D. CORRESPONDENCE ABOUT COMMITTEE REPORTS |
63. THE EC TOBACCO REGIME (13TH REPORT, SESSION 1996-97)
Letter from Lord Donoughue, Minister for Farming and
the Food Industry, to Lord Tordoff, Chairman of the Committee
I am writing to give the Government's response to the Select
Committee's report of 19 March, which I understand is now to be
debated in the House of Lords on 9 June.
The Government welcomes this timely and well-presented report
as making a constructive contribution to our thinking on the future
of the common organisation of the market in raw tobacco. It agrees
with most of the points made by the Committee and shares their
concern that the Commission's proposals for reform of the tobacco
regime stop well short of what is required. We particularly agree
with the comment in paragraph 41, that, if changes of this kind
are agreed, further substantial reform will soon be needed.
The problems of EU tobacco growers are essentially socio-economic.
It would be better for them to be addressed by the appropriate
structural measures, rather than by continued market subsidies.
The Community should start the process of gradual disengagement
from the tobacco sector. We will do our utmost to persuade our
European partners as to the intrinsic merits of these arguments.
However, it must be recognised that the UK is only one player
in the process, and that, to date, other Member States with the
exception of Sweden and to a lesser extent Denmark have not lent
much support to our concerns. This inevitably limits what we can
hope to achieve.
In the meantime, perhaps I could usefully highlight three
points arising from the Committee's report, which - though falling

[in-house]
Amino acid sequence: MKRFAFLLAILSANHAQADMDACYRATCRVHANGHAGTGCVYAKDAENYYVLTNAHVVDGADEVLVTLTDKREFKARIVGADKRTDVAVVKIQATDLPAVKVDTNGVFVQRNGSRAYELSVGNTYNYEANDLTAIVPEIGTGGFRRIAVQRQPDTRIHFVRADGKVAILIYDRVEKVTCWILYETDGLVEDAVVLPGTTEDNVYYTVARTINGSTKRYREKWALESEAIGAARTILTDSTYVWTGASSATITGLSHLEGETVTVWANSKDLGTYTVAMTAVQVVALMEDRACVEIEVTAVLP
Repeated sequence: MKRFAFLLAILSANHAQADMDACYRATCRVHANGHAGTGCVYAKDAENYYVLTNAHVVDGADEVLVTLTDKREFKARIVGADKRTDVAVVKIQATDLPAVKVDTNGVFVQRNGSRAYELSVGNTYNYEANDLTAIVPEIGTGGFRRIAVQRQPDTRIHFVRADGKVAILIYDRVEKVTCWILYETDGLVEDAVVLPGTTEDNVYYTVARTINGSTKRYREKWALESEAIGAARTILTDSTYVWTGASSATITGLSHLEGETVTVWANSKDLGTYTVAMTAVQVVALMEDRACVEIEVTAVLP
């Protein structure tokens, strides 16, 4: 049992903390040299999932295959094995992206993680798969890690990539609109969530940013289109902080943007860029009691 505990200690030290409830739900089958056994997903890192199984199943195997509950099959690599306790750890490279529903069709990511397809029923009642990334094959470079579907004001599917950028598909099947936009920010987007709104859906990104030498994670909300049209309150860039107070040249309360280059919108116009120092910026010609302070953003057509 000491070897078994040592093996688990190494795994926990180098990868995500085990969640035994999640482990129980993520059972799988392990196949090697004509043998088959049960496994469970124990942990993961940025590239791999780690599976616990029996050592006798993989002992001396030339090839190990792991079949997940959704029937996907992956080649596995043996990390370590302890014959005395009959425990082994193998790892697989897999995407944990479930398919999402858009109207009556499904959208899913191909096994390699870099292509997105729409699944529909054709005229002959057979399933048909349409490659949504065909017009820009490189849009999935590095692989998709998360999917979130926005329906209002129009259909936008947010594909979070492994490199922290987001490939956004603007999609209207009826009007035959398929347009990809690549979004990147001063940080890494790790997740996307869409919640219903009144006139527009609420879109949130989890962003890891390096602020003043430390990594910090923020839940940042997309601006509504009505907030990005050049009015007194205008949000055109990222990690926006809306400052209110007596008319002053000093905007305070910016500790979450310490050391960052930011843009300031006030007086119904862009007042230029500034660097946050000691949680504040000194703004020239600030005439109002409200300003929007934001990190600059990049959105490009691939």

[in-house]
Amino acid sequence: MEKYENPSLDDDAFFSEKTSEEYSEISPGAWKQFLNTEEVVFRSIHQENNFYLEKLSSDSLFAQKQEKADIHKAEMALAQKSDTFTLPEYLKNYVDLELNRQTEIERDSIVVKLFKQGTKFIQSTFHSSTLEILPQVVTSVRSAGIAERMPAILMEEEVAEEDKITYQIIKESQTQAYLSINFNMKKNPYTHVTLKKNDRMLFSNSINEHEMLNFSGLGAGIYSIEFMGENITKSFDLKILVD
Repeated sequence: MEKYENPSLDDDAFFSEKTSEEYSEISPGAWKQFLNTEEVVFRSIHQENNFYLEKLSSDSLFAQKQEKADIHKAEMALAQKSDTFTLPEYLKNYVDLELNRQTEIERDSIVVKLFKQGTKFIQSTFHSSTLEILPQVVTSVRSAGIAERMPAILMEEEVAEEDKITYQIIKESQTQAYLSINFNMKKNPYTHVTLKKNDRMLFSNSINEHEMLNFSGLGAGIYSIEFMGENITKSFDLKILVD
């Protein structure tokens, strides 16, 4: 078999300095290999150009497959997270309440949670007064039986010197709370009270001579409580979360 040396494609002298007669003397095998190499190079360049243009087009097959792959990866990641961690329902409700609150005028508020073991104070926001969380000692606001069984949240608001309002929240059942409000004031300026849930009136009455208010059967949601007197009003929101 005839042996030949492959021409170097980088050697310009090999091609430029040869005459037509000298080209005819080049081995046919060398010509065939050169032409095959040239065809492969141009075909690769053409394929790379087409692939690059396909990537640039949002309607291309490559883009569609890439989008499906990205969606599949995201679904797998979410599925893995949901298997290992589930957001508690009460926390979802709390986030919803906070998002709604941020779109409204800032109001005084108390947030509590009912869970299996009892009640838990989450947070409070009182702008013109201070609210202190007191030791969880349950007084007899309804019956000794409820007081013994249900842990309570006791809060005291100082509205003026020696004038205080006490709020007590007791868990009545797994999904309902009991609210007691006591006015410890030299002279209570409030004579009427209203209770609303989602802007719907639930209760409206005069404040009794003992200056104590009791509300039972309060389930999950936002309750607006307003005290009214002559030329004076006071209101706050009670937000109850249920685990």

short of our own preferred approach - are relevant to that favoured
by the Commission. First, the Government considers that decoupling
of support from production, and a reduction in support levels,
are essential steps which the EU needs to take in preparation
for enlargement and to avoid difficulties in the WTO. We shall
continue to press for this in discussions in Brussels.
Secondly, we are in favour of encouraging voluntary departure
from the regime, so long as this leads to permanent reductions
in quotas. This will be very important in getting the less efficient
producers out of tobacco. In principle, we would support a proposal
which entailed growers who leave tobacco production receiving
payment or bonds. However, we do not think that quota obtained
through a voluntary quota buy-up scheme should be redistributed.
Nor would we wish to see new entrants encouraged in this sector.
We recognise that some schemes to encourage producers to leave
tobacco production may require short-term continuation of aid
in the form of decoupled expenditure in order to achieve long-term
reductions in support.
Thirdly, the Government supports the Commission's ideas for
premia modulated according to quality as far as they go, but we
should prefer to see lower premia to expose producers more to
market price signals. The modulation of premia to reward quality
would serve to increase standards within a producer group, but
we think that assessment between groups is necessary to maintain
an upward movement in quality.
Finally I want to emphasise our commitment to reform the
EU tobacco regime. Your report has made a valuable contribution.
3 June 1997